Stephen Colbert isn't pleased with the wall of Republicans who are against accepting Syrian refugees into the United States and the recent passing of a bill that calls for stricter vetting of refugees from Iraq and Syria.
The "Late Show" host said it was the only thing he wanted to talk about post-Paris attacks.
"The question to let Syrian refugees into this country has become the new political issue, completely overshadowing the old political issue: whether to let Mexicans into this country," he said.
He brought up the lunacy of Donald Trump's joke that Syrian refugees would be very angry about going from their 130-degree heat to Minnesota's 30-degree cold. "These people are going to be very, very unhappy," the real-estate mogul said.
To which Colbert responded, "Yeah, it's a tough call for the refugees. Do I want to stay in a war zone where my family faces almost certain death? Or do I want to go somewhere where I have to put a jacket on before going to the mall?"
He then referred to President Barack Obama's statements in Manila in which he said that the Republicans who oppose the refugees seem afraid of widows and young kids. "First they were worried about the press being too tough on them during debates, now they're worried about three-year-old orphans," Obama said.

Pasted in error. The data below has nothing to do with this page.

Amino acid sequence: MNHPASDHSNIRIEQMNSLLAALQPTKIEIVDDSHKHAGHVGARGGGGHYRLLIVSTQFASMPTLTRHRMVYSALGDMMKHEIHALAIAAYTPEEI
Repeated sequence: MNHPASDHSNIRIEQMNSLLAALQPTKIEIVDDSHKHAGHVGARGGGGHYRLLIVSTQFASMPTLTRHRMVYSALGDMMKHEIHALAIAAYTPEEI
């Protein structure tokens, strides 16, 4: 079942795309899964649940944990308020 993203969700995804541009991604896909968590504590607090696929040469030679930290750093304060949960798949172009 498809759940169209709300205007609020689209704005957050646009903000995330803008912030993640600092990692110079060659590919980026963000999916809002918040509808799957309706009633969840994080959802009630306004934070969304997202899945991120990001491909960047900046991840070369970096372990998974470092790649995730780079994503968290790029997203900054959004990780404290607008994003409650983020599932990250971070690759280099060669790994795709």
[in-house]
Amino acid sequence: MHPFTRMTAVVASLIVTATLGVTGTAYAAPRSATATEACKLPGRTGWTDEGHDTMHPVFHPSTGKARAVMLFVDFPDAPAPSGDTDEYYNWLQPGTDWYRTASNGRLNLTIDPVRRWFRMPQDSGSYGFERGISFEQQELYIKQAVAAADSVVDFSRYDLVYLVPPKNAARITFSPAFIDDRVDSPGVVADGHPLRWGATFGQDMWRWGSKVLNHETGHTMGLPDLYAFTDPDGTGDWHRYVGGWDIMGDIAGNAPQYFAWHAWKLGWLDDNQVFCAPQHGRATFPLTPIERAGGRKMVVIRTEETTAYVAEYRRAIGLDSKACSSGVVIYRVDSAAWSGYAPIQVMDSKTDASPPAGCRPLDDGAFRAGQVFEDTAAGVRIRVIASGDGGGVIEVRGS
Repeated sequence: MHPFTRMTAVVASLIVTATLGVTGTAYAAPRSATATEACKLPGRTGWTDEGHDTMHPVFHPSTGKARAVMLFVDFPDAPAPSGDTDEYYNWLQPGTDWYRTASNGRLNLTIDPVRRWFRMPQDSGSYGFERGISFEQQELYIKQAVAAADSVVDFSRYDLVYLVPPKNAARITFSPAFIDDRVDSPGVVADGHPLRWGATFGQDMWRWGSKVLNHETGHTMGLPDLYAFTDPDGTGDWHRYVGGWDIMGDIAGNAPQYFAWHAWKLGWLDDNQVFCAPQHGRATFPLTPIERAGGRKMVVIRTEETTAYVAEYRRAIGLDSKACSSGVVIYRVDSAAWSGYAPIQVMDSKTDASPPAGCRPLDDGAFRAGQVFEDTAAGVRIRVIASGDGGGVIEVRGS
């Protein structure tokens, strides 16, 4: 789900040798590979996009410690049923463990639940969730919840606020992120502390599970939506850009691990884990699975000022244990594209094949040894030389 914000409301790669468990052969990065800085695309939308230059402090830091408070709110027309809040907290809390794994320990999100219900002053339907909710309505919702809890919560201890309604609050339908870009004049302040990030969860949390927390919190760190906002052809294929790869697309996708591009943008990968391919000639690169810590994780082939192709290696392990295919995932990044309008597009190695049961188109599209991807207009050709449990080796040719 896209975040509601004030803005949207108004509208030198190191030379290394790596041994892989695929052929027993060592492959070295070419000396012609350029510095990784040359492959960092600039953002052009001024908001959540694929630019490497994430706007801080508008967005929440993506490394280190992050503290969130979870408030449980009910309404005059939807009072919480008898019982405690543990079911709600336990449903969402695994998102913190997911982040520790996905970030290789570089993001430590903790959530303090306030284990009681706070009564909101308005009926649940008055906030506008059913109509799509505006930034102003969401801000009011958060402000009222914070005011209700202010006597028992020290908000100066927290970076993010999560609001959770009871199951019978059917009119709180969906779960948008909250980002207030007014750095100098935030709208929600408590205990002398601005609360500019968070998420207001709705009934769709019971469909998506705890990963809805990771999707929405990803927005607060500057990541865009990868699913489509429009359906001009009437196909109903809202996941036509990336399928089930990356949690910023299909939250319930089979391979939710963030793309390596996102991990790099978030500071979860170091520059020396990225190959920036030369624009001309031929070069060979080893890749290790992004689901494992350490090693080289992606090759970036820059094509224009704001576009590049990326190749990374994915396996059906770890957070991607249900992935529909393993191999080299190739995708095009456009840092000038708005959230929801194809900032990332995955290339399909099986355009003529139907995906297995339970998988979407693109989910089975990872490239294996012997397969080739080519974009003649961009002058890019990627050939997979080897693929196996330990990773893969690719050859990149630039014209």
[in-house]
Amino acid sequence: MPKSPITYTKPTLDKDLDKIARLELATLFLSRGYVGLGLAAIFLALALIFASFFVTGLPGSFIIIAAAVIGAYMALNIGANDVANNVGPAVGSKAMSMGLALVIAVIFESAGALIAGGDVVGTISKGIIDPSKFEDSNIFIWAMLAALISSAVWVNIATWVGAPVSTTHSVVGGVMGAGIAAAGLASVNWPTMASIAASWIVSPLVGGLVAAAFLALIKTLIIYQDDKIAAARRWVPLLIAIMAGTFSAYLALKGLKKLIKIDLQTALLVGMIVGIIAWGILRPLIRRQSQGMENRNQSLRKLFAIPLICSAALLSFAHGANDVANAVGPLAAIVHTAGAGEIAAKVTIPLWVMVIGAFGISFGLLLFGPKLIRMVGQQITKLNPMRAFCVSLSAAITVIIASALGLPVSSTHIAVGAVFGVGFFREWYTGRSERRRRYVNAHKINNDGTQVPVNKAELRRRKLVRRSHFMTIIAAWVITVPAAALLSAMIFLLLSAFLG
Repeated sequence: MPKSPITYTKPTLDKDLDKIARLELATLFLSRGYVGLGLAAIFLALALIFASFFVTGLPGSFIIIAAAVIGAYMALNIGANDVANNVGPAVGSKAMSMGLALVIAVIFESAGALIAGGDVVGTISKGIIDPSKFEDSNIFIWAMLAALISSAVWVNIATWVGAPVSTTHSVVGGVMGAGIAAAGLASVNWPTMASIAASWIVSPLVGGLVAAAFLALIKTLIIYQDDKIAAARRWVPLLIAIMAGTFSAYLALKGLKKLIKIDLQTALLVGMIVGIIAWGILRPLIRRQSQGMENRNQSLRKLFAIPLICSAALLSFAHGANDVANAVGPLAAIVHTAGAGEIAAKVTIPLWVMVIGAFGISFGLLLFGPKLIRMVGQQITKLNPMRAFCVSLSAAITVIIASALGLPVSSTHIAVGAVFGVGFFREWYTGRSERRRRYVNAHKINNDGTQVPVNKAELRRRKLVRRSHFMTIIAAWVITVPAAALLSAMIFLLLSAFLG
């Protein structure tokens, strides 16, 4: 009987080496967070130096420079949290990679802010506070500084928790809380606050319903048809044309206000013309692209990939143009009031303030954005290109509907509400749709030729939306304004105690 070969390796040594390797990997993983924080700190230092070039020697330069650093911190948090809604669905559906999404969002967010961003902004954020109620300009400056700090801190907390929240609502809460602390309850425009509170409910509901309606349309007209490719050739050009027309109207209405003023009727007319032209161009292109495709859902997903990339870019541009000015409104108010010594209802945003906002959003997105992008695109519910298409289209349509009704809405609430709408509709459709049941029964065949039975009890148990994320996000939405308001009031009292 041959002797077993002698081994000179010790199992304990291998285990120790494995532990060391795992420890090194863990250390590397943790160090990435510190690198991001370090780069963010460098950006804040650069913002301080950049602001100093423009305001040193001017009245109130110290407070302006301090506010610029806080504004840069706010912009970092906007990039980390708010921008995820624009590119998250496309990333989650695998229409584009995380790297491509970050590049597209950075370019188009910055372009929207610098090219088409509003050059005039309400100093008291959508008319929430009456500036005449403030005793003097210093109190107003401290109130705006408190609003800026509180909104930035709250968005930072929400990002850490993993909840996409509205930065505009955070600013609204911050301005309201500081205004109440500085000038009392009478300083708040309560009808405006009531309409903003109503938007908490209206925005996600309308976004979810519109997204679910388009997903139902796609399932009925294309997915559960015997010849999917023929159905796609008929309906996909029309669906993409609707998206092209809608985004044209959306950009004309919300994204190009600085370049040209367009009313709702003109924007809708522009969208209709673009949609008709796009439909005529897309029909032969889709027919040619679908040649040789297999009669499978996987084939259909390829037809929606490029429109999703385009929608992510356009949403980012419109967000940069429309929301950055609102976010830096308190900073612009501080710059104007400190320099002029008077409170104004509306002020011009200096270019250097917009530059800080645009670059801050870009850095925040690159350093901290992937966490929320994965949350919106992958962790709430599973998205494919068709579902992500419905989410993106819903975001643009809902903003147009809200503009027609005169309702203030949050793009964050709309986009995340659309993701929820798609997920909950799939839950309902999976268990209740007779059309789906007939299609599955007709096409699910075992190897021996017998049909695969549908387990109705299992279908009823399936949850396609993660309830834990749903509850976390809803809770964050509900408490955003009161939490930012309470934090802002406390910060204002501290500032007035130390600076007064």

Then, Colbert joked, "Why shouldn't we be afraid of three-year-olds? You think we can't negotiate with terrorists? Try negotiating with a three-year-old. They play hardball."
The plot thickens for Colbert after Ted Cruz and Jeb Bush suggested that Christian refugees don't pose any danger. Later, Bush would have a hard time explaining what keeps Muslims from lying that they're Christians. "I think you can prove it," he said without further explanation.
Colbert finished his point by quoting the Bible, particularly the line, "I was a stranger and you welcomed me in." "If they don't say 'welcome me in,' they are either a terrorist, or they are running for president," he said.
Watch Colbert's full take on the issue below:
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